Home of the White Song Whale

A Beluga Whale rolls on the surface to breath in the lower right.
This Turnagain Arm, a tributary inlet to Cook Inlet, home of a unique group the the singing white whales.
 IMGP6576 a Home of the White Song Whale

Beluga whales live in and near the cold waters of the Arctic and Subarctic regions around the globe. There are 5 Beluga groups in Alaska, 4 of them have overlapping territories. Cook Inlet whales are unique in that they stay resident here and do not interaction with other groups.

After a decline in population of about half in the 1990’s, for reasons not well understood, the U.S. Fish and Wildlife Service designated this group as Depleted. They are protected from hunting, except by natives, under the Marine Mammal Protections Act of 1972. It is also illegal to harass whales, and there is a reward for turning in anyone who harasses or kills one.

They are the only whale that can swing their neck side to side, and they can move their mouth in such a way to appear to have expressions, which may be a form of communication. They lack a dorsal fin, which would inhibit their swimming under ice to locate a breathing hole. They have a prominent melon on their forehead, which is composed of fat and is related to sound production.

Belugas use echo location (emitting sound and receiving sound waves that bounce off objects) to navigate and identify and discern prey, and their audible clicks whistles and other sounds make up the largest communication vocabulary of any whales. They have been called canneries of the sea for their sounds, which include whistles, squeals, clucks, mews, chips, trills and bell-like tones.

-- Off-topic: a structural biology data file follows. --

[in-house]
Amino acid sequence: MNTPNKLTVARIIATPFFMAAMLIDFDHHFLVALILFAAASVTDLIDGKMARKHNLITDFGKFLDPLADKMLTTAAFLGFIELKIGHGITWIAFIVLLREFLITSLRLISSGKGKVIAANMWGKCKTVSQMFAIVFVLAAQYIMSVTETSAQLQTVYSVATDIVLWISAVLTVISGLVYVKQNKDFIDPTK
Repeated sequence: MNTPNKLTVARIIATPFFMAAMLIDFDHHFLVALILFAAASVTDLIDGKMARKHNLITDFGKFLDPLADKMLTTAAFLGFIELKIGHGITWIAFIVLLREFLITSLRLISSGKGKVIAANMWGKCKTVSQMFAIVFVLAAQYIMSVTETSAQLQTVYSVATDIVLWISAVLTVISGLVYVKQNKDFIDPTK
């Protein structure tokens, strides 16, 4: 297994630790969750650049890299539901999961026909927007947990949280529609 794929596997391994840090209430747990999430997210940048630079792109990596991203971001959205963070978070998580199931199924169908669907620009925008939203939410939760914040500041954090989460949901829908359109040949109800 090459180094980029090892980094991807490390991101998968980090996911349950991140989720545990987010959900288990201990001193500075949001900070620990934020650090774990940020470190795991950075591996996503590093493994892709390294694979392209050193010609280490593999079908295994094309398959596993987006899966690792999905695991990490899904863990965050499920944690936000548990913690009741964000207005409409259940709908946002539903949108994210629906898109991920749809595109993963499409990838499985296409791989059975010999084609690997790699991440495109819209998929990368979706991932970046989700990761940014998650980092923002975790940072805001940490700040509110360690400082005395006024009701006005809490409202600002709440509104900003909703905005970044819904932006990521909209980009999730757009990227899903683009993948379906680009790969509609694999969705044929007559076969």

Belugas prey on about 100 different kinds of animals, mostly bottom dwellers, such as octopus, squid, crabs, shrimp, clams, cod herring and flounder. They also hunt schooling fish such as the salmon they chase on the incoming tide. The hunt in groups of up to 12, and herd the fish before attacking. They have about 34-40 pointed teeth in two rows, which are made not for chewing, but for catching and tearing prey, which they swallow whole.

A baby (calf) Beluga waves its tail in the air while doing antics with another calf.

IMGP6825 a Whale Tail Wave

An adult whale pair surfaces, While moving and feeding they seldom lift their head enough to see their face.

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Whale watchers gather to see the pod as they swim along very near the shore and follow the salmon on the in tide.

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Diversity is a word you hear thrown out by bureaucrats in government and corporate America. There is no policy, law or regulation that will ever bring people together in such diversity as the simple and honest beauty and majesty of gentle creatures like these whales.

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This first video slide show I put together with some of my recent photographs and an audio clip I found on the internet.

I found this video also on You Tube and it shows the Beluga Whale’s face and gentle social nature in an aquarium environment.

 

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19 Responses to Home of the White Song Whale

  1. Cat says:

    Techno pop!!! I\’m so tired from these damn projects so I had to take a break and come visit – I\’d never heard the belugas before – had no idea – chatty bunch – and it reminds me I need to cruise yr Flickr photos – thank you for sharing such beauty – and glad you liked the video – it was perfect for so many friends